24 Jun 2009

Sample Essay: Two Sides Of The Same Coin: Humbert And Quilty Play As Doubles in Nabokov's Lolita

“She is the fire of my eyes, fire of my loins, my sin, my soul.” (Part 1) these were the words uttered by Humbert Humbert, referring to Lolita, the twelve-year-old girl that has captured his imagination and ignited the waning flame of his long-suppressed sexual desires. Along with the playwright Clare Quilty they are the two men whose lives will revolve around the seductive power, the deceiving attractiveness, the feigned innocence and the love of the barely teenaged Lolita. Humbert Humbert (HH) and Clare Quilty are respectively the major and minor characters of the novel “Lolita”, an eternal classic by the Russian-American author Vladimir Nabokov.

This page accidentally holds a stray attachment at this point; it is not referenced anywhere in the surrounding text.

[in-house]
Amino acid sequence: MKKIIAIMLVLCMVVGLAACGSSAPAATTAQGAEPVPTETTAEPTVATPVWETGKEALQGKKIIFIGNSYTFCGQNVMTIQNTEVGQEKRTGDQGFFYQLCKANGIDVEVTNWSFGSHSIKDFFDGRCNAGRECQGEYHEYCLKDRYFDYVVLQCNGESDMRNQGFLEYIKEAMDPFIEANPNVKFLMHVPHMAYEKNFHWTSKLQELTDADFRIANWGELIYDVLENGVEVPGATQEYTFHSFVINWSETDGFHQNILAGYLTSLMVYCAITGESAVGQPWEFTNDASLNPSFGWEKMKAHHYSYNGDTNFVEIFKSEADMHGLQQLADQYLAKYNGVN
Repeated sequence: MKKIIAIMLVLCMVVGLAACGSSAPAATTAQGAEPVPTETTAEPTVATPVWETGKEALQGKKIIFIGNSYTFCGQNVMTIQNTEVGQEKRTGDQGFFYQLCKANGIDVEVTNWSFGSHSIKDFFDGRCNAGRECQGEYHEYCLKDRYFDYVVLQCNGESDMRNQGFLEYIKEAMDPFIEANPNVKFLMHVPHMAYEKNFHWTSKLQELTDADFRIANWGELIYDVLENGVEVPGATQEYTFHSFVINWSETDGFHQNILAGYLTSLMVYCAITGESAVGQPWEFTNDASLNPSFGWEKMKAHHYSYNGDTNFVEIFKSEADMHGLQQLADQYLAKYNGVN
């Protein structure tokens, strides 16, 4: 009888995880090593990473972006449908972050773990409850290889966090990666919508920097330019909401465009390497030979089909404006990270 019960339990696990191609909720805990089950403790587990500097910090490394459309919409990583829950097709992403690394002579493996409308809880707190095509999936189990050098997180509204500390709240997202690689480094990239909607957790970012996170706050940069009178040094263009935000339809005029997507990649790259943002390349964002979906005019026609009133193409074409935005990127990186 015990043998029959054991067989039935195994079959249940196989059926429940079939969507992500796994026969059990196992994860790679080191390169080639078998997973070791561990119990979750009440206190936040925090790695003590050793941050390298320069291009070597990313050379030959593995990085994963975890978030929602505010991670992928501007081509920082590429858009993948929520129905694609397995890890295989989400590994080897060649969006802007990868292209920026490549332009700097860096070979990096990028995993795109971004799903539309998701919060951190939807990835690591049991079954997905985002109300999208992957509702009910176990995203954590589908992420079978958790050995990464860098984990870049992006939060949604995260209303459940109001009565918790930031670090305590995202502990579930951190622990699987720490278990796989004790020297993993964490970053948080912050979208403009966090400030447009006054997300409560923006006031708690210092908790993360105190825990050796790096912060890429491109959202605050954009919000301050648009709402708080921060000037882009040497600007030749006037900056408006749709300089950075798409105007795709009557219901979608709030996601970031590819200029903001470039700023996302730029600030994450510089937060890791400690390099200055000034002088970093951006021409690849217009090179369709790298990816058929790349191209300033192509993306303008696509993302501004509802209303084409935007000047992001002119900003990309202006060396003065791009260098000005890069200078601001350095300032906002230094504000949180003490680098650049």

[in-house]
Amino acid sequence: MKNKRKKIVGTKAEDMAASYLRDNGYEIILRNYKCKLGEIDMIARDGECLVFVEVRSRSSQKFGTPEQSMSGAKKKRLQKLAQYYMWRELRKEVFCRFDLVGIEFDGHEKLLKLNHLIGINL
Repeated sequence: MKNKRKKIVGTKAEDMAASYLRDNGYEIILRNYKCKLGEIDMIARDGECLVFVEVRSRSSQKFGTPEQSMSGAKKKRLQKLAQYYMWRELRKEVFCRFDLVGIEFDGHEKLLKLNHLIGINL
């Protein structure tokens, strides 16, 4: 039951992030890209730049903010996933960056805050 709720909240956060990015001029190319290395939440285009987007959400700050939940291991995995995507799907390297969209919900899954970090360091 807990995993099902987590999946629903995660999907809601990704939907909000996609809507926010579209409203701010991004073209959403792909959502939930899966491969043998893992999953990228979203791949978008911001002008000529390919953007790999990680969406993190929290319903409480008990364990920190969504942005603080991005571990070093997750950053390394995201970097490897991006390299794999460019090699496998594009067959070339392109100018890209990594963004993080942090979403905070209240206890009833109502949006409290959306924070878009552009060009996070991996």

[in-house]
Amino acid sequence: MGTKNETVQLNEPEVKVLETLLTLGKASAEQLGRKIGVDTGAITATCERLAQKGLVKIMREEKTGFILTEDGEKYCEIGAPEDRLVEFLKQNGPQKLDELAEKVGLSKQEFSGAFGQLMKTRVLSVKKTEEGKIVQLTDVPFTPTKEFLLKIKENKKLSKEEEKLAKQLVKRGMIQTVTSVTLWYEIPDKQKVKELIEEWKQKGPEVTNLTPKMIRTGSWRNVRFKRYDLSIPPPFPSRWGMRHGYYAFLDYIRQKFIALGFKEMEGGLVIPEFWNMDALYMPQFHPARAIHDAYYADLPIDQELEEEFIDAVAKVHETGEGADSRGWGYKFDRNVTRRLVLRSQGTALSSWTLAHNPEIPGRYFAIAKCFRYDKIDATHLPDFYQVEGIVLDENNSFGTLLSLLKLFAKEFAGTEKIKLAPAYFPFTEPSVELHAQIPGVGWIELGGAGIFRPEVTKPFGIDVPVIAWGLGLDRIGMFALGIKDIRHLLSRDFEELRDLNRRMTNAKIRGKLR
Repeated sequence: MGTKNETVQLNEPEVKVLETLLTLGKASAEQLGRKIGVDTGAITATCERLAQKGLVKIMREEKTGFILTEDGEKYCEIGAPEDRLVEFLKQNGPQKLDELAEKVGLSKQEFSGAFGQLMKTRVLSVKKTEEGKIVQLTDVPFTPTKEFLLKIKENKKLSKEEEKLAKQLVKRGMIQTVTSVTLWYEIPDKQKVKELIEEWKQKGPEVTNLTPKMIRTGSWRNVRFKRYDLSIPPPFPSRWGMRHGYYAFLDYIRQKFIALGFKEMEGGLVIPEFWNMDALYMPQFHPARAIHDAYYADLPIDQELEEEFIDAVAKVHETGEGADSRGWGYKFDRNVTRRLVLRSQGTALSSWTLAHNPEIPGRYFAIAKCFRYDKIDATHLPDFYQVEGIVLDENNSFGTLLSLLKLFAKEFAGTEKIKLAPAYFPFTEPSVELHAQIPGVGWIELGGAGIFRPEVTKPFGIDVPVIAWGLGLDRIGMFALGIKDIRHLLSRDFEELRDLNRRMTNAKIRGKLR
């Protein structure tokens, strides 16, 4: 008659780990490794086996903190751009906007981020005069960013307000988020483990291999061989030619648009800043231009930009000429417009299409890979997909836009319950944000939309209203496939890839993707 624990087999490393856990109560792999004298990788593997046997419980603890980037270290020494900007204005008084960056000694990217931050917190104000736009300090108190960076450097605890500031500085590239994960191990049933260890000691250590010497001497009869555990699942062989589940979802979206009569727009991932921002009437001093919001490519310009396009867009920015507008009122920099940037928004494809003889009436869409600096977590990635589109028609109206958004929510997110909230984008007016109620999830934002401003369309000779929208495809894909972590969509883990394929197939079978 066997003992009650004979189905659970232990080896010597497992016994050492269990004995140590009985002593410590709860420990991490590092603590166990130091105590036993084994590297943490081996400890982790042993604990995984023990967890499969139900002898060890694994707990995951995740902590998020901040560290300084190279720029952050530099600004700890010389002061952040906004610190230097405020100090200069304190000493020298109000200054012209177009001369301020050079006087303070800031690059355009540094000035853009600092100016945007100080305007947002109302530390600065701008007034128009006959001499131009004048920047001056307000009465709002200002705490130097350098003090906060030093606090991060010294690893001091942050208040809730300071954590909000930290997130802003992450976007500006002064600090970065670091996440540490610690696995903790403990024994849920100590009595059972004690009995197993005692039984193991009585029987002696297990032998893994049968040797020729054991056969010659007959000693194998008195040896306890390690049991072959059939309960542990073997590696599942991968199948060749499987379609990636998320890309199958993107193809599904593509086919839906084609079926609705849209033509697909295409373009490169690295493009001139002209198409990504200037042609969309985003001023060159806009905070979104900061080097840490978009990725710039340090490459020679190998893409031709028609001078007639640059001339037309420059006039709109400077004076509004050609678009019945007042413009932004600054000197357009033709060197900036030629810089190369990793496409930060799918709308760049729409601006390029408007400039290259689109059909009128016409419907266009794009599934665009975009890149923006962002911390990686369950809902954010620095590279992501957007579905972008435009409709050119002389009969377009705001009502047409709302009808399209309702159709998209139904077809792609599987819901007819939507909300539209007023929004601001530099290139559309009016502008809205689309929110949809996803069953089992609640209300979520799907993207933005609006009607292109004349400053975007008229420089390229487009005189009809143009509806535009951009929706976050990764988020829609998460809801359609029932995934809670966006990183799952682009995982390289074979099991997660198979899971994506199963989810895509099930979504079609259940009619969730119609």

Humbert was a literary scholar of Swiss descent who lived in New York shortly after the cessation of World War II. In there he spent his time authoring a French textbook regarding literature. After a couple of years, after having moved to a New England town named Ramsdale, he rented a room in the property of a woman named Charlotte Haze and her sexually precocious nymphet of a daughter, Dorothy (Lolita, Lo, Dolly). The very moment Humbert laid his eyes on Lolita while she was busy sunbathing in their garden, there and then Humbert knew that his sexual awakening was very much in proximity. In an instant, he realized that the world he knew and the world he was once inside would be forever changed by the mere thought of being with her, being near to her, seeing her, and conquering her innocence and replacing it with sensual lust. He was lovelorn before he came to America, traumatically affected by the his halted love affair with Annabel Leigh, his childhood sweetheart who succumbed to typhus and left Humbert with lingering effects that will stay with him for the rest of his lifetime. His brief marriage to Valechka only added salt to Humbert’s wounds as she sipped the trust out of his vocabulary as she left him for a White Russian émigré. These were the foremost triggering factors that only added worldly lusting for the young girl of Charlotte Haze. His love affair with Annabel when they were young influenced the way he perceives the image of Lolita. It was as if Annabel had been reincarnated in the person of that seductive young girl. And the force behind his longing for the warmth of prepubescent and nubile girls.